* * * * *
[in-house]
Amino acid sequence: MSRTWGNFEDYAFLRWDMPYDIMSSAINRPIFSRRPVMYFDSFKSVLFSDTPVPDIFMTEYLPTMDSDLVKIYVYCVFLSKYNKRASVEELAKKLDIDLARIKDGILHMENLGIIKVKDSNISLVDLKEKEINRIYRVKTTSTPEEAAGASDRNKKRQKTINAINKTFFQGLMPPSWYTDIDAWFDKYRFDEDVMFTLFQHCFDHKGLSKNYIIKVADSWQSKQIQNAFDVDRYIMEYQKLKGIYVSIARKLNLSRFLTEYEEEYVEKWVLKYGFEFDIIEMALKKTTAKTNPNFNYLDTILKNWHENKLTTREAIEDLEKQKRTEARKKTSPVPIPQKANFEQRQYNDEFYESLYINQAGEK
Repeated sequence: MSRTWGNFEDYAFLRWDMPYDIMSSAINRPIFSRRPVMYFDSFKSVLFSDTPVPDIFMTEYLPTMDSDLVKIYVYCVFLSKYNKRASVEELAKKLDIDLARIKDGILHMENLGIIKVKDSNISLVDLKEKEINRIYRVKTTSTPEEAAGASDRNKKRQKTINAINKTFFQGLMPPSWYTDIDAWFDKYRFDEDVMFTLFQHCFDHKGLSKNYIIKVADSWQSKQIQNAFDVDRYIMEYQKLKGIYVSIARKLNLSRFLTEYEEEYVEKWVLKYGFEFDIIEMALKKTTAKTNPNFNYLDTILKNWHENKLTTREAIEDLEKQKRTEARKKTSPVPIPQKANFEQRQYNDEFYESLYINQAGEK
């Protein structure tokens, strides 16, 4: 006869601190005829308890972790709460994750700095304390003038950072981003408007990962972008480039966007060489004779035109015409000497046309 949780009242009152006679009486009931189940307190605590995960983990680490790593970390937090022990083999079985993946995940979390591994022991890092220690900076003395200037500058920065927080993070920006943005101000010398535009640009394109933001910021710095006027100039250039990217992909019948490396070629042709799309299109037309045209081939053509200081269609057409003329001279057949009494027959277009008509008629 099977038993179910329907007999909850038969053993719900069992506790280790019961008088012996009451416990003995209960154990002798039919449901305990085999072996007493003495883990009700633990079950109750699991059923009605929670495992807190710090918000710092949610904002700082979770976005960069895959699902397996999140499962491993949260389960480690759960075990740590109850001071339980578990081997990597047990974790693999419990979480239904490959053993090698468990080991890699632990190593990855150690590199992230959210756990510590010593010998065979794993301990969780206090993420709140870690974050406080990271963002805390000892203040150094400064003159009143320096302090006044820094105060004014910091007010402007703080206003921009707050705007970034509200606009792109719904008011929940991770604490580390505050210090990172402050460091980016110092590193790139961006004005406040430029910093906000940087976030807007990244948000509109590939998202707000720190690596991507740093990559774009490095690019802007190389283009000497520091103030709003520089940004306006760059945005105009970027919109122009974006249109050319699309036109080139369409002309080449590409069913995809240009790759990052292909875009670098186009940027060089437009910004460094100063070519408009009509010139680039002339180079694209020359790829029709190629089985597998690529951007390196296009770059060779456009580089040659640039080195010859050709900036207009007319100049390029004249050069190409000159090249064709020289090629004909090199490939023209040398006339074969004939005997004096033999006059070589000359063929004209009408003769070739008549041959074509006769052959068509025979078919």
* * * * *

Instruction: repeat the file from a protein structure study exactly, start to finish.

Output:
[in-house]
Amino acid sequence: MSRTWGNFEDYAFLRWDMPYDIMSSAINRPIFSRRPVMYFDSFKSVLFSDTPVPDIFMTEYLPTMDSDLVKIYVYCVFLSKYNKRASVEELAKKLDIDLARIKDGILHMENLGIIKVKDSNISLVDLKEKEINRIYRVKTTSTPEEAAGASDRNKKRQKTINAINKTFFQGLMPPSWYTDIDAWFDKYRFDEDVMFTLFQHCFDHKGLSKNYIIKVADSWQSKQIQNAFDVDRYIMEYQKLKGIYVSIARKLNLSRFLTEYEEEYVEKWVLKYGFEFDIIEMALKKTTAKTNPNFNYLDTILKNWHENKLTTREAIEDLEKQKRTEARKKTSPVPIPQKANFEQRQYNDEFYESLYINQAGEK
Repeated sequence: MSRTWGNFEDYAFLRWDMPYDIMSSAINRPIFSRRPVMYFDSFKSVLFSDTPVPDIFMTEYLPTMDSDLVKIYVYCVFLSKYNKRASVEELAKKLDIDLARIKDGILHMENLGIIKVKDSNISLVDLKEKEINRIYRVKTTSTPEEAAGASDRNKKRQKTINAINKTFFQGLMPPSWYTDIDAWFDKYRFDEDVMFTLFQHCFDHKGLSKNYIIKVADSWQSKQIQNAFDVDRYIMEYQKLKGIYVSIARKLNLSRFLTEYEEEYVEKWVLKYGFEFDIIEMALKKTTAKTNPNFNYLDTILKNWHENKLTTREAIEDLEKQKRTEARKKTSPVPIPQKANFEQRQYNDEFYESLYINQAGEK
């Protein structure tokens, strides 16, 4: 006869601190005829308890972790709460994750700095304390003038950072981003408007990962972008480039966007060489004779035109015409000497046309 949780009242009152006679009486009931189940307190605590995960983990680490790593970390937090022990083999079985993946995940979390591994022991890092220690900076003395200037500058920065927080993070920006943005101000010398535009640009394109933001910021710095006027100039250039990217992909019948490396070629042709799309299109037309045209081939053509200081269609057409003329001279057949009494027959277009008509008629 099977038993179910329907007999909850038969053993719900069992506790280790019961008088012996009451416990003995209960154990002798039919449901305990085999072996007493003495883990009700633990079950109750699991059923009605929670495992807190710090918000710092949610904002700082979770976005960069895959699902397996999140499962491993949260389960480690759960075990740590109850001071339980578990081997990597047990974790693999419990979480239904490959053993090698468990080991890699632990190593990855150690590199992230959210756990510590010593010998065979794993301990969780206090993420709140870690974050406080990271963002805390000892203040150094400064003159009143320096302090006044820094105060004014910091007010402007703080206003921009707050705007970034509200606009792109719904008011929940991770604490580390505050210090990172402050460091980016110092590193790139961006004005406040430029910093906000940087976030807007990244948000509109590939998202707000720190690596991507740093990559774009490095690019802007190389283009000497520091103030709003520089940004306006760059945005105009970027919109122009974006249109050319699309036109080139369409002309080449590409069913995809240009790759990052292909875009670098186009940027060089437009910004460094100063070519408009009509010139680039002339180079694209020359790829029709190629089985597998690529951007390196296009770059060779456009580089040659640039080195010859050709900036207009007319100049390029004249050069190409000159090249064709020289090629004909090199490939023209040398006339074969004939005997004096033999006059070589000359063929004209009408003769070739008549041959074509006769052959068509025979078919």